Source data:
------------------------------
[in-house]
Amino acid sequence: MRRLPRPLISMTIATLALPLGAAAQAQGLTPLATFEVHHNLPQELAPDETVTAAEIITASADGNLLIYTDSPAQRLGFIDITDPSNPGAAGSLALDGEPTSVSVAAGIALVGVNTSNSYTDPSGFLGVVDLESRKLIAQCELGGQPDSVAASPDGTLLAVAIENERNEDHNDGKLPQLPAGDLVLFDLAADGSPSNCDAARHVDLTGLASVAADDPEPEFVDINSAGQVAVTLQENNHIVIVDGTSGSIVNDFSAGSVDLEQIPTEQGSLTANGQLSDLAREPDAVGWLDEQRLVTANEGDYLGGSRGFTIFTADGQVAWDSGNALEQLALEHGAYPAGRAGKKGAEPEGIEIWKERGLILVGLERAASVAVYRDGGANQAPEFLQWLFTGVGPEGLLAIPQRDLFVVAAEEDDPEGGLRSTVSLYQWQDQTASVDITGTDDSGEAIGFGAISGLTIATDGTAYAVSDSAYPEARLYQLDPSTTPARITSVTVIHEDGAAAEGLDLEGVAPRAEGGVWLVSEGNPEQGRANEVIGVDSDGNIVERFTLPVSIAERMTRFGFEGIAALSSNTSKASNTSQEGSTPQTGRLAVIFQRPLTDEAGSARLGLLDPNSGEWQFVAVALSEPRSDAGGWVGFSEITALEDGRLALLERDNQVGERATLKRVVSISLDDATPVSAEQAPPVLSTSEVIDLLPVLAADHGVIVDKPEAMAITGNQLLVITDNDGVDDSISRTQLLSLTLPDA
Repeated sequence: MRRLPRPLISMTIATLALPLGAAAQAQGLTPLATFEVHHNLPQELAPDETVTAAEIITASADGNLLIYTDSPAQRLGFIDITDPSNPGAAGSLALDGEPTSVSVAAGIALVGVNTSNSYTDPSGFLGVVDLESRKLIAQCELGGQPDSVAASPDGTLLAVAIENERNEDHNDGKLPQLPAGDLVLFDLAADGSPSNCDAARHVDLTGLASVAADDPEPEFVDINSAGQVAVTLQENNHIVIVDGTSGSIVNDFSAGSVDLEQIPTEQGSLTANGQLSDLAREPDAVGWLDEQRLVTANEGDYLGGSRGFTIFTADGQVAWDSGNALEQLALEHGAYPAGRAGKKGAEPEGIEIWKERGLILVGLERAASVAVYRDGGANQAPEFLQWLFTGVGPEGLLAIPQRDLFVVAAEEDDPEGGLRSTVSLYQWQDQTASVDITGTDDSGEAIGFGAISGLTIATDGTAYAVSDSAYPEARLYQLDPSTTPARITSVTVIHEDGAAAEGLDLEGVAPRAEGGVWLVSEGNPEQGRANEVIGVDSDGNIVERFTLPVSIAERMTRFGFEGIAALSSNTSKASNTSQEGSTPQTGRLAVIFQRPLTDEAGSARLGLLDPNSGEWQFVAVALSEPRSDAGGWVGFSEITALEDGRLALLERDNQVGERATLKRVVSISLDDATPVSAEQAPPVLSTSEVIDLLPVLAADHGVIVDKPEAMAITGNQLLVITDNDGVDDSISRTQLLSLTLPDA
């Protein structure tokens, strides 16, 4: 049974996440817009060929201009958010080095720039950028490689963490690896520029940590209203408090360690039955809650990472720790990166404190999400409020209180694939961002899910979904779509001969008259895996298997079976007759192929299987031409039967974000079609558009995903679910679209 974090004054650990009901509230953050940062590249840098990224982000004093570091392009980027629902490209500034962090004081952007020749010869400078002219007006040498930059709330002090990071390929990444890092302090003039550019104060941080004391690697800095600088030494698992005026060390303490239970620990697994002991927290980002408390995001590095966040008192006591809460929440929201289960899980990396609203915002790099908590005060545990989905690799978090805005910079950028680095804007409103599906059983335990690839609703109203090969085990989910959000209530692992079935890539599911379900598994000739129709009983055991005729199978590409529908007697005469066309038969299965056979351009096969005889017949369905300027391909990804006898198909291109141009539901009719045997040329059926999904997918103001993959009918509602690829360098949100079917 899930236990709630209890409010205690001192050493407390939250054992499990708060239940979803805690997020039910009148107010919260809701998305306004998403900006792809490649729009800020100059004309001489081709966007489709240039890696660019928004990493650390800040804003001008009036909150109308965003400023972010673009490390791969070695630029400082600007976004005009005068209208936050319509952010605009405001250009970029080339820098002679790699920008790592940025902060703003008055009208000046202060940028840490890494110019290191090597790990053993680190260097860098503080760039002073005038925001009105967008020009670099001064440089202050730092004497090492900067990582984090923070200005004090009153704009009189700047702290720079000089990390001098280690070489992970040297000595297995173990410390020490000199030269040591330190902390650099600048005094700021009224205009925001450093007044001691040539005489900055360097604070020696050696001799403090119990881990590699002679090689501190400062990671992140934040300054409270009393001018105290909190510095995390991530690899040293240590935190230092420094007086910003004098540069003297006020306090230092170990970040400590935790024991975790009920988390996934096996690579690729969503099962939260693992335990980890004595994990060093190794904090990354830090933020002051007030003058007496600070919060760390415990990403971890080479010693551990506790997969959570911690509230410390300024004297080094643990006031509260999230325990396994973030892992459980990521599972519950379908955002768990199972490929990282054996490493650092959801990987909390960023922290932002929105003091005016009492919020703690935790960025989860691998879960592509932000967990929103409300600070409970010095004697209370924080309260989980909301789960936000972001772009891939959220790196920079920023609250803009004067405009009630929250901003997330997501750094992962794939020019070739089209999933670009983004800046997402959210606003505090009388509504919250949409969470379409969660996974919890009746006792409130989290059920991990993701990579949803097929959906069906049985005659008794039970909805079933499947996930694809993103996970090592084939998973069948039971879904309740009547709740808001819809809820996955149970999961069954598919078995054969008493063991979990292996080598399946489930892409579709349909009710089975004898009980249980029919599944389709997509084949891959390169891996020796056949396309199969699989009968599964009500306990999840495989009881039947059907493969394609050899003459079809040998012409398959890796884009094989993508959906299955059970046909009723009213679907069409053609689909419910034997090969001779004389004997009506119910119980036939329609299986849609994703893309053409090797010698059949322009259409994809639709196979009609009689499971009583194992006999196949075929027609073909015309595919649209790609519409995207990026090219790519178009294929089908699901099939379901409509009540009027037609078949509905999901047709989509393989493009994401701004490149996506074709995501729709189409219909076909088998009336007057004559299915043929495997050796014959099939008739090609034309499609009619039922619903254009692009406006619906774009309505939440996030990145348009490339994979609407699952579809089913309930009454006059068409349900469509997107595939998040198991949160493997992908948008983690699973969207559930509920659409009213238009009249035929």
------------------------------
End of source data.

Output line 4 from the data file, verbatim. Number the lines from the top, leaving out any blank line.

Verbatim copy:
């Protein structure tokens, strides 16, 4: 049974996440817009060929201009958010080095720039950028490689963490690896520029940590209203408090360690039955809650990472720790990166404190999400409020209180694939961002899910979904779509001969008259895996298997079976007759192929299987031409039967974000079609558009995903679910679209 974090004054650990009901509230953050940062590249840098990224982000004093570091392009980027629902490209500034962090004081952007020749010869400078002219007006040498930059709330002090990071390929990444890092302090003039550019104060941080004391690697800095600088030494698992005026060390303490239970620990697994002991927290980002408390995001590095966040008192006591809460929440929201289960899980990396609203915002790099908590005060545990989905690799978090805005910079950028680095804007409103599906059983335990690839609703109203090969085990989910959000209530692992079935890539599911379900598994000739129709009983055991005729199978590409529908007697005469066309038969299965056979351009096969005889017949369905300027391909990804006898198909291109141009539901009719045997040329059926999904997918103001993959009918509602690829360098949100079917 899930236990709630209890409010205690001192050493407390939250054992499990708060239940979803805690997020039910009148107010919260809701998305306004998403900006792809490649729009800020100059004309001489081709966007489709240039890696660019928004990493650390800040804003001008009036909150109308965003400023972010673009490390791969070695630029400082600007976004005009005068209208936050319509952010605009405001250009970029080339820098002679790699920008790592940025902060703003008055009208000046202060940028840490890494110019290191090597790990053993680190260097860098503080760039002073005038925001009105967008020009670099001064440089202050730092004497090492900067990582984090923070200005004090009153704009009189700047702290720079000089990390001098280690070489992970040297000595297995173990410390020490000199030269040591330190902390650099600048005094700021009224205009925001450093007044001691040539005489900055360097604070020696050696001799403090119990881990590699002679090689501190400062990671992140934040300054409270009393001018105290909190510095995390991530690899040293240590935190230092420094007086910003004098540069003297006020306090230092170990970040400590935790024991975790009920988390996934096996690579690729969503099962939260693992335990980890004595994990060093190794904090990354830090933020002051007030003058007496600070919060760390415990990403971890080479010693551990506790997969959570911690509230410390300024004297080094643990006031509260999230325990396994973030892992459980990521599972519950379908955002768990199972490929990282054996490493650092959801990987909390960023922290932002929105003091005016009492919020703690935790960025989860691998879960592509932000967990929103409300600070409970010095004697209370924080309260989980909301789960936000972001772009891939959220790196920079920023609250803009004067405009009630929250901003997330997501750094992962794939020019070739089209999933670009983004800046997402959210606003505090009388509504919250949409969470379409969660996974919890009746006792409130989290059920991990993701990579949803097929959906069906049985005659008794039970909805079933499947996930694809993103996970090592084939998973069948039971879904309740009547709740808001819809809820996955149970999961069954598919078995054969008493063991979990292996080598399946489930892409579709349909009710089975004898009980249980029919599944389709997509084949891959390169891996020796056949396309199969699989009968599964009500306990999840495989009881039947059907493969394609050899003459079809040998012409398959890796884009094989993508959906299955059970046909009723009213679907069409053609689909419910034997090969001779004389004997009506119910119980036939329609299986849609994703893309053409090797010698059949322009259409994809639709196979009609009689499971009583194992006999196949075929027609073909015309595919649209790609519409995207990026090219790519178009294929089908699901099939379901409509009540009027037609078949509905999901047709989509393989493009994401701004490149996506074709995501729709189409219909076909088998009336007057004559299915043929495997050796014959099939008739090609034309499609009619039922619903254009692009406006619906774009309505939440996030990145348009490339994979609407699952579809089913309930009454006059068409349900469509997107595939998040198991949160493997992908948008983690699973969207559930509920659409009213238009009249035929």